Minna Aaparyti BFA '90 (Printmaking)
Minna Aaparyti had just finished walking her rescued golden retriever mix, Sophie, when I met her at the front door of her Fishtown shop, the Craft Foundry, (701 Belgrade Street, Philadelphia). Mustafa, a handsome black cat, slid by us as we entered the cozy store. Elsewhere on the premises, not taking interviews, was Marcel, a blonde cat with, reportedly, a shaky sense of balance.
Minna, owner of this collection of characters, was born in Finland, but has lived in the U.S. for years now. She smiles when she explains that her beginnings spent in nature influence how she has developed her business philosophy.
"Finland," she says, "is all about nature and being part of it … being outside. I had to ski to school to get there."
But Minna's life has been a bit more complex than that snowy start. She and her mother left for Iran when she was 10, at a time when that country was in the midst of a revolution She spent three years in Iran, with travels to India, Greece and Italy, and occasional trips home to Finland — then moved to Iraq for a year. During her time in Iraq a war with Iran started, causing a host of passport concerns. In the midst of these travels, her mother married a man from India.
She was a young world traveler by the time she got to the University of the Arts, yet the rigor of the curriculum left its impression on her.
"I remember those freshman projects … you stayed up all night, you know?"
Years spent living in other cultures and, after school, learning how to create and sell jewelry while working with a local shopkeeper, lead to an understanding of the materials and issues that mattered to her. And all that travel far from her native Finland nurtured an interest in learning how to take a sense of home along with you. Now, her shop and website offer "eco-friendly, handcrafted gifts for the body and home." And Minna is serious about each purchase "promoting a more sustainable planet."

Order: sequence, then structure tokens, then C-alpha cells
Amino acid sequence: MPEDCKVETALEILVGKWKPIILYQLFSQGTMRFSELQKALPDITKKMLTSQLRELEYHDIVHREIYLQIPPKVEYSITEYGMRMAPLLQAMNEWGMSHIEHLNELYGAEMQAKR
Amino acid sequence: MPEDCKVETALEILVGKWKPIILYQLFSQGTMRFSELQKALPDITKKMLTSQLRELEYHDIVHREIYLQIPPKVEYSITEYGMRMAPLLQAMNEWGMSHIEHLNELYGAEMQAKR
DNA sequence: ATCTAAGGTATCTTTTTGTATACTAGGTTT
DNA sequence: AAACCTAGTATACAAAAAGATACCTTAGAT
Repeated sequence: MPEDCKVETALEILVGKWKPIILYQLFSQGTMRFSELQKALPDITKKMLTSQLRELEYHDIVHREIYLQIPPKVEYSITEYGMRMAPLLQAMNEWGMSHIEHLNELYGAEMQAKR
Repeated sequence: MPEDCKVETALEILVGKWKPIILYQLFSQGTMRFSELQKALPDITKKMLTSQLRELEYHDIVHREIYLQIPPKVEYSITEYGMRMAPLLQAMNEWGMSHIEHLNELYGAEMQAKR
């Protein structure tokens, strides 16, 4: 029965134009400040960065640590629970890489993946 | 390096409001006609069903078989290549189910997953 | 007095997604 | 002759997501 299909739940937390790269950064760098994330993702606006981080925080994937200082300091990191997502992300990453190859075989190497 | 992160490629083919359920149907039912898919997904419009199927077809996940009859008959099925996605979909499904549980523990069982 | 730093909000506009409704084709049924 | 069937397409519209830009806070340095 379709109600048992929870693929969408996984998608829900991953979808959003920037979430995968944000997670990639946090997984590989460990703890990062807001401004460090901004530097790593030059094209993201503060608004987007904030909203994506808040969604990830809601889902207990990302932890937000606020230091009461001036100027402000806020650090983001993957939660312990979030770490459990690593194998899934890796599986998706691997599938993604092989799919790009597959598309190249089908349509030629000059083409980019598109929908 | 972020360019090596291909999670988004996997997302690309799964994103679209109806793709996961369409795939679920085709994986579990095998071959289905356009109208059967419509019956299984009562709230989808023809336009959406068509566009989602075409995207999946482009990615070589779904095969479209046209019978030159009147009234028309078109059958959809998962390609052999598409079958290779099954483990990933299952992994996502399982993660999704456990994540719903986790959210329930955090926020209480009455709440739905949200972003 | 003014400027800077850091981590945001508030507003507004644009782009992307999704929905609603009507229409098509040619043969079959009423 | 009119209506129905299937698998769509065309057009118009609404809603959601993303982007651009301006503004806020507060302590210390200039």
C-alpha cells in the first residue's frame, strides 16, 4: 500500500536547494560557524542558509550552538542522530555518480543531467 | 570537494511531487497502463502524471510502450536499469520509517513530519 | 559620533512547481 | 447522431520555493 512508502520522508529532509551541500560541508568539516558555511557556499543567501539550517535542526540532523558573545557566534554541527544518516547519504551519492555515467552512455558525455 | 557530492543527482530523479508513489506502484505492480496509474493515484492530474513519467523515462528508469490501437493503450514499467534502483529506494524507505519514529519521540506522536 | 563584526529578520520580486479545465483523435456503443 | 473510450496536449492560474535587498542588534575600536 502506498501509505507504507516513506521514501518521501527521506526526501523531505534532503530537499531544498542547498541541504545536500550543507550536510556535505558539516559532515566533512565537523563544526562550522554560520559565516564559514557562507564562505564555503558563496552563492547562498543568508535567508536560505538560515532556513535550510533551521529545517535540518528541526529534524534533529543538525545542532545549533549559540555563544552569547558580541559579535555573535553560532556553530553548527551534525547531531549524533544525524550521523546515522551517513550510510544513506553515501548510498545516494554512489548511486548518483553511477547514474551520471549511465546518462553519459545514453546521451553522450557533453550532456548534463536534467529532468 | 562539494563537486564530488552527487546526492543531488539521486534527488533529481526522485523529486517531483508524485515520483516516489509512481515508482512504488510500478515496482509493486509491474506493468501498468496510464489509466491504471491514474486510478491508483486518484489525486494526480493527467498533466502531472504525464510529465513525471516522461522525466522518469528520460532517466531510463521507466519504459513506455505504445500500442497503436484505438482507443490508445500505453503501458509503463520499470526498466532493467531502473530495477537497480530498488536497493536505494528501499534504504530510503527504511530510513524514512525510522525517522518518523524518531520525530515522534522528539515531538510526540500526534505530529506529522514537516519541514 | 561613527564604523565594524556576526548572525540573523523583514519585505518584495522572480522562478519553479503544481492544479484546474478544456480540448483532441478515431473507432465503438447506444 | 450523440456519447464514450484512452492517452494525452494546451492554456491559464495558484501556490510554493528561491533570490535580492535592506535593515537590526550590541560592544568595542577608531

Minna started out at her Fishtown location years earlier, after having taught classes at UArts and at St. Joe’s Prep.
"When I bought [the Belgrade Street building] 10 years ago, it was just a place for work. Then I thought why not teach here? Simple is better." And she began to offer workshops in book binding, handmade cards, papers and jewelry design, which she continues to this day.
With the opening of her shop, Minna quickly built a rich selection of affordable, artisanal offerings meant to awaken the senses and make one curious about what the next table might hold. These are not the slick wares of a hipster boutique. Instead, you'll find hand wrought jewelry that may include beads from distant countries or sculpted metal elements, hand painted and elegantly bound journals with exotic papers — some so tiny you could wear them — and others large enough for all your secrets.
The soy candles she carries are "freshly poured this week!" by a local artist and presented in quirky glassware of the kind you might find in antique stores. "Soy is better for the environment," Minna explains.
Soaps infused with fresh pink clay and cilantro, teas you can open and sniff, and textured, locally made scarves round out a quick sensory survey of what's on offer. And all of this romantic diversion from life's hardships belie the road Minna, the businesswoman, has had to negotiate.
A pioneer in a new generation of retailers setting up in Fishtown, Minna weathered some bumpy early days. But she committed to the neighborhood and renovated her space, opening a wide window to bring in more light — and beckon more local customers. Her shop's brick exterior is welcoming, with a wall-mounted garden — another item she sells.
Minna reminisced about how it all started. Fresh out of UArts, she'd caused a sensation with her beautiful handcrafted journals. Some were purchased by Oprah's Angel Network as gifts. In other cases, she took to the streets of New York and would cold-call shops in order to sell them.
"I was pretty brazen about it ... I'd walk into a place and ask 'is there a buyer around?'" Her strategy worked. Later, when she'd been in business for a while, Minna took a business class and began learning from others,
"I learned from people who'd figured it out. Who told me you can't be afraid to fail, trying to learn the good stuff and how they're weathering all of that," she said, as she gestured to the street — implying the economic realities in which retailers do business today.
They taught Minna an important lesson that she carries with her: "You can't start doubting yourself."
More about Minna: